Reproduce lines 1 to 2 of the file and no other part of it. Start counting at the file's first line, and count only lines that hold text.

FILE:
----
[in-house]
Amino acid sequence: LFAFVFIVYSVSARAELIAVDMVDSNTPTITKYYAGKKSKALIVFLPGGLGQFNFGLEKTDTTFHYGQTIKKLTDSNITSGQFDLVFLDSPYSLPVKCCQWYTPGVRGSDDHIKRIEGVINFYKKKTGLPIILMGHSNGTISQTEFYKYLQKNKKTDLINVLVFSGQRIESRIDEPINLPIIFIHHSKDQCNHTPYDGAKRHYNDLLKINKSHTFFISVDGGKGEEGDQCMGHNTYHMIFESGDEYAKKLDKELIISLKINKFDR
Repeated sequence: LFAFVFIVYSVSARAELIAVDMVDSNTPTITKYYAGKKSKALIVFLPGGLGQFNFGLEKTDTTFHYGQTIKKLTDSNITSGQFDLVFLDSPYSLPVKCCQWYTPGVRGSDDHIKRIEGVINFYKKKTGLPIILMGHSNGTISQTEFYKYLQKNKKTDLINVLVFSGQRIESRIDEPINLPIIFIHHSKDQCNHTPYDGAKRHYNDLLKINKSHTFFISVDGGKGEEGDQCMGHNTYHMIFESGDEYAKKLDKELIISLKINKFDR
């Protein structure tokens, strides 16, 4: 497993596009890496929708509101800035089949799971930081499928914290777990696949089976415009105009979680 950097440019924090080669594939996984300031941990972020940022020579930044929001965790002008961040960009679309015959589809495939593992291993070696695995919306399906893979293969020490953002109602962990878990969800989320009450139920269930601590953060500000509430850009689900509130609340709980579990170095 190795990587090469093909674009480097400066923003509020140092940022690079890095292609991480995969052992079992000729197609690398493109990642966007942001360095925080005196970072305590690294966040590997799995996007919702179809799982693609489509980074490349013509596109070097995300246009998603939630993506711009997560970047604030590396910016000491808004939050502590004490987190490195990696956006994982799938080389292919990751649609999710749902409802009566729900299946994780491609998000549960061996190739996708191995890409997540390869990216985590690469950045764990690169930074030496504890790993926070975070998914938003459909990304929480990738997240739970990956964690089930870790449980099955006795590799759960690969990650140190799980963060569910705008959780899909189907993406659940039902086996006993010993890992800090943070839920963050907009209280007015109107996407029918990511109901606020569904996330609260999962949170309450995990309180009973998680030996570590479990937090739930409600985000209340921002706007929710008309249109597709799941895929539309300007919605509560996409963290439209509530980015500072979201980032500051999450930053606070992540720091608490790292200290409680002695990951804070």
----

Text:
[in-house]
Amino acid sequence: LFAFVFIVYSVSARAELIAVDMVDSNTPTITKYYAGKKSKALIVFLPGGLGQFNFGLEKTDTTFHYGQTIKKLTDSNITSGQFDLVFLDSPYSLPVKCCQWYTPGVRGSDDHIKRIEGVINFYKKKTGLPIILMGHSNGTISQTEFYKYLQKNKKTDLINVLVFSGQRIESRIDEPINLPIIFIHHSKDQCNHTPYDGAKRHYNDLLKINKSHTFFISVDGGKGEEGDQCMGHNTYHMIFESGDEYAKKLDKELIISLKINKFDR